June 5-6, 2002 - Israeli troops raid Arafat's compound again, this time in retaliation for a suicide bombing that killed 17.
    September 19, 2002 - Israeli forces launch a third raid on Arafat's compound, conducting the offensive to compel Arafat to turn over militants who allegedly carried out a terrorist attack in Tel Aviv.
    December 16, 2002 - Arafat denounces Osama bin Laden during an interview with the Sunday Times of London. He says al Qaeda has no connection to the PLO or the Palestinian cause.
    March 19, 2003 - Arafat meets with Mahmoud Abbas to offer him the newly created position of prime minister. The role is created as part of a larger US-led plan to promote peace between Israel and the Palestinians. Israeli Prime Minister Ariel Sharon refuses to negotiate with Arafat so the prime minister post is created, allowing Sharon to engage in peace talks with Abbas rather than Arafat.
    September 2003 - Abbas resigns as prime minister and Arafat nominates Ahmed Qorei to replace him.
    September 11, 2003 - As attacks on civilian targets in Tel Aviv and Jerusalem continue, Israeli officials declare that Arafat is hindering the peace process rather than facilitating it.
    October 5, 2003 - Arafat declares a state of emergency in the Palestinian territories after a suicide bombing in Haifa prompts the Israeli military to launch strikes against the Palestinian group that claimed responsibility for the attack.
    July 2004 - After a series of violent clashes in Gaza, Arafat announces a reform program with the goals of unifying security forces and tackling corruption within the Palestinian Authority.
    October 29, 2004 - Suffering from a severe illness, reportedly the flu, Arafat is transported to a hospital in Paris for emergency medical treatment.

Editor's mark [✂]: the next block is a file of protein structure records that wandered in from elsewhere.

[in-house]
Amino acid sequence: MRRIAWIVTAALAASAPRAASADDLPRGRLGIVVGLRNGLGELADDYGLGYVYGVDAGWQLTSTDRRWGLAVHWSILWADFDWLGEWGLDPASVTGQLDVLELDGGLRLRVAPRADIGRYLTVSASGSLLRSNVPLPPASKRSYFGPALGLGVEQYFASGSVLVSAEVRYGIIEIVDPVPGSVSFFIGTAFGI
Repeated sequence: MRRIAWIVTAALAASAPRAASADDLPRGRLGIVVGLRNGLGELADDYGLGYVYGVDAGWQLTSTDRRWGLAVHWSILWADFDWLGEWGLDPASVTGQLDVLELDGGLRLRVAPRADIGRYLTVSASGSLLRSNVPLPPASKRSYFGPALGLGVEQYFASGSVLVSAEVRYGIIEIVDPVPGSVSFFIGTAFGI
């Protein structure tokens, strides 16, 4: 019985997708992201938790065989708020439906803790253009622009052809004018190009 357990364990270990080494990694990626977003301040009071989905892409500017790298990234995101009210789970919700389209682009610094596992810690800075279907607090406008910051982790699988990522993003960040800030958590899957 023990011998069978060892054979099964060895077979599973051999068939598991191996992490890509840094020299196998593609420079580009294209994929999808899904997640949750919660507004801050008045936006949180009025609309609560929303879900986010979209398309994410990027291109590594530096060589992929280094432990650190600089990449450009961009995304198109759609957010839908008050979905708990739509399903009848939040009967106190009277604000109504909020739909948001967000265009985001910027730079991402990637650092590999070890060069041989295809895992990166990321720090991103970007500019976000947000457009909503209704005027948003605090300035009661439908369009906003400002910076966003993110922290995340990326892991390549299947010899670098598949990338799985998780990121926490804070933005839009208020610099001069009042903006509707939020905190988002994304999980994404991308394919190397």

November 11, 2004 - Arafat dies at age 75. He is buried in Ramallah after a military funeral in Cairo.
    July 4, 2012 - Suha, the widow of Arafat, says she wants his body exhumed to find out whether he was poisoned after tests showed high levels of a radioactive substance on some of his personal belongings.
    November 27, 2012 - Arafat's body is exhumed to test if polonium poisoning led to his death. With French authorities leading the investigation, Swiss and Russian investigators also take samples for independent analysis.
    November 6, 2013 - Swiss scientists conclude that their forensic results "moderately" support a proposition that Arafat died of polonium poisoning.
    December 26, 2013 - The Russian inquiry findings are announced. "Yasser Arafat died not from the effects of radiation, but of natural causes," according to the head of the Federal Medical-Biological Agency.
    September 2, 2015 - France ends an inquiry into Arafat's death, with the prosecutor explaining there is "not sufficient evidence of an intervention by a third party who could have attempted to take his life."
    June 24, 2016 - A French court dismisses an appeal to reopen the investigation into Arafat's death, stating there is not sufficient evidence for a murder trial.
    Editor's note: This story has been revised to reflect updated information about the tests on Arafat's remains to determine whether polonium poisoning led to his death.